We are in the midst of two calamities - the crash of MH17 and the worsening plight of Palestinians - that make this an even more tragic world.
News that another Malaysia Airlines (MAS) plane was lost with 298 people on board gave Malaysians and indeed the world the combined feelings of shock, déjà vu and grief.
The first natural reaction on hearing news of MH17’s fate was “it can’t be true”. When the news was verified, it changed to “Oh, no. Not again!”.
And when reality sank in, the priorities turned to finding out what caused it and who was on board, and the feelings gave way to grief for those who perished and their families.
It really is both unbelievable and unfortunate that two catastrophes of such magnitude could have happened to MAS planes within such a short time.
What happened to each of them are among the strangest mysteries of all time. What happened to MH370 and why may remain unsolved for quite some time.
The chances of knowing what happened to MH17 and who is responsible are much better. But it will remain incredible that such a calamity can befall a Malaysia Airlines flight so soon after the first calamity just four months ago.
It is really an outrage that a commercial flight and almost 300 innocent souls on board should be made victims of a conflict that none of them are a party to. Those responsible must be brought to justice as swiftly as possible.
But that will not be sufficient consolation for the families and friends of those who perished.
We are often told that flying by plane is much safer than driving a car, and I am sure that statistically that is true.
But the statistics of chances are of no comfort to those whose loved ones have been lost on MH370 and MH17.
The dangers of perishing on a flight seem to have gone up a lot, at least in the popular imagination and especially in Malaysia.
Who would have ever imagined that a plane with almost 300 on board could have disappeared and not be found for months, and then that another plane from the same airline with another 300 on board could have been shot down, within such a short time span?
The other current calamity is the Israeli ground invasion of Gaza, after weeks of killing Palestinians and bombing their homes and infrastructure.
Palestinians must be the most unfortunate and tragedy-laden people in the world, for whom it is said that “even God cried”.
What is even more unfair and infuriating is how many Western leaders and many Western media outlets have been so courteous to Israel, making sure to preface their statements on the conflict by condemning the rockets fired by Palestinians at Israel, recognising the right of Israel to self-defence, and asking both sides to have a ceasefire.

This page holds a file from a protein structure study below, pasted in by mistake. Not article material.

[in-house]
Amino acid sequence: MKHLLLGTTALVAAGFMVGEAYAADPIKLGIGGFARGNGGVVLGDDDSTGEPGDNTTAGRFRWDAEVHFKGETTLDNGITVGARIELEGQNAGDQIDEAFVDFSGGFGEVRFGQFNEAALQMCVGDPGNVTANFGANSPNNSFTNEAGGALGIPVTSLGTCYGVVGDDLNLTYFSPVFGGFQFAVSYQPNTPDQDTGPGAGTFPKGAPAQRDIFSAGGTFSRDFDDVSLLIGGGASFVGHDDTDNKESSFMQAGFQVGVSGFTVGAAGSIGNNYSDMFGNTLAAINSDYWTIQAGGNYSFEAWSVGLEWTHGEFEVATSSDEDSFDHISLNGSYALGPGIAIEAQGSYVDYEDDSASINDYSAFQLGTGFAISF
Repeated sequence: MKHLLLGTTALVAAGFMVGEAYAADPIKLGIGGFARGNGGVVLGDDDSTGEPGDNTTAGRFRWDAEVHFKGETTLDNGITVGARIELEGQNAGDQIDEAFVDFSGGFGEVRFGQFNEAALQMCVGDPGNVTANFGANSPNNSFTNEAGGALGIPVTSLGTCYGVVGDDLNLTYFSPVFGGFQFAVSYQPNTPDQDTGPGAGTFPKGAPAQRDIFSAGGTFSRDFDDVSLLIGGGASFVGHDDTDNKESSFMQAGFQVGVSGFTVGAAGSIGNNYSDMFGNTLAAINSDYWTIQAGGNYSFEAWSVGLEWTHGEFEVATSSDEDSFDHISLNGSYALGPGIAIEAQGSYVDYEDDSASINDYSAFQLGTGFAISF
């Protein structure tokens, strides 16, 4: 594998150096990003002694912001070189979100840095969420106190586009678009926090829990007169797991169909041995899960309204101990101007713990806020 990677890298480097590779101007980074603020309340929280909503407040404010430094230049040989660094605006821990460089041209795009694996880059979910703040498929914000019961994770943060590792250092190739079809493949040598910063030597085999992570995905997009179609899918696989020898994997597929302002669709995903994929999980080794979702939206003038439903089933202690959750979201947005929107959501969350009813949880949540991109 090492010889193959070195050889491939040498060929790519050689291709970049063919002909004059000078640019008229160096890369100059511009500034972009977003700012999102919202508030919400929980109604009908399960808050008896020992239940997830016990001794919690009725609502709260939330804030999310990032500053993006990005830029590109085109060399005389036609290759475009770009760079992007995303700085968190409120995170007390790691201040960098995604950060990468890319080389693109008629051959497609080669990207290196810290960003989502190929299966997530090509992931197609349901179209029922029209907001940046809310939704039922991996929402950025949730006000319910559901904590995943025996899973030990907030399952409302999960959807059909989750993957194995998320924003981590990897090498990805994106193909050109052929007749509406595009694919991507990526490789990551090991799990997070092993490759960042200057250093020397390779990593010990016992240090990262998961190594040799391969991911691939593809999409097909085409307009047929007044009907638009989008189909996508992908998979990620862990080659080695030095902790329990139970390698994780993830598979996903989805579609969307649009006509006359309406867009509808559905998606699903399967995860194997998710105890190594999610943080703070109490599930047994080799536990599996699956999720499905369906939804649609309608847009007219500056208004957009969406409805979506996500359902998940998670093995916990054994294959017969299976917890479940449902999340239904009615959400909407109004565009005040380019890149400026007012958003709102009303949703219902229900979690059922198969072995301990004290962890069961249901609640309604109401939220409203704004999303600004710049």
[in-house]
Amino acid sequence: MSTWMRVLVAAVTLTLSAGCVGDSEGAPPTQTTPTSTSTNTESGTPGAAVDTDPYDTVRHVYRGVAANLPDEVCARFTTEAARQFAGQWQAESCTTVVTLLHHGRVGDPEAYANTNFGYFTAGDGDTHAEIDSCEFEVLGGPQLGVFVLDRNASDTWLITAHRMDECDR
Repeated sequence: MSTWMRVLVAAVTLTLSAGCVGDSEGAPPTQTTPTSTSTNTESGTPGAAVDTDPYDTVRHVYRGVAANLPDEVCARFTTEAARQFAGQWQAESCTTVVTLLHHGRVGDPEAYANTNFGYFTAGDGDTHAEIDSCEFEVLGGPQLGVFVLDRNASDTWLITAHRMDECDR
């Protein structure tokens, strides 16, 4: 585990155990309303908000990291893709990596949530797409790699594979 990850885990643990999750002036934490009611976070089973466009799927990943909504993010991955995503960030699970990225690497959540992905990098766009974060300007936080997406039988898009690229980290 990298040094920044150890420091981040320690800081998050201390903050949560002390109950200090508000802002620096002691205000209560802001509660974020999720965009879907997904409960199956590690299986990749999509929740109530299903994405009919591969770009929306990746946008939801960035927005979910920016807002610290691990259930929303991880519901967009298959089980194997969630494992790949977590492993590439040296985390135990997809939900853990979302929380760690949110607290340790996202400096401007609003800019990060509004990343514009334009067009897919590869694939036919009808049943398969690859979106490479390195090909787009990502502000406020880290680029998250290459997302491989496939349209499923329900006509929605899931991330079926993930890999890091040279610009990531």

They fail to acknowledge, let alone condemn, the killing of Palestinians, most of them civilians including children, by Israeli missiles and bombs that are supposed to be smart and accurate.
If they are indeed accurate, then the civilians and children are deliberately targeted and it is a war crime, and if not, then they are indiscriminate and thus irresponsible. In any case, this should never have been done.
There is no acknowledgement from these leaders and media, that Israel is the occupying force, that the Palestinians have been driven from their land or are now under occupation, that in Gaza they have been under siege with little or no access to electricity, food, fuel and other essentials and unable to cross their borders.
People under colonialism, occupation and brutal aggression have always resisted.
This resistance is always portrayed as illegal and acts of terror by their oppressors, as the masters did against the slaves, as the colonial regimes did to the independence movements all over the world, and as the apartheid regime in South Africa did to the African National Congress led by Nelson Mandela.
Israel says its bombings are in retaliation for the rockets from Gaza towards Israel which must be taken out. Those firing the rockets say it is a response to the Israeli bombings.
Whatever one’s view of who started it all, there is the brutality of the blanket bombings and such killing of civilians, which must be condemned.
Last week brought news of Palestinian families being killed in their homes in Gaza and four Palestinian children also killed by bombs or missiles while playing at the beach.
Merely calling on Israel to be more careful to minimise civilian casualties is out of place. At least a condemnation is the bare minimum. And actions to stop further deadly attacks are needed.
The ending of the occupation and siege of Palestine and the effective establishment of an independent Palestine should be on top of the international agenda.
Failure to achieve this, and opposition to it, is the root cause of the conflict. Blaming the victims for resisting is doing double or manifold injustice to them.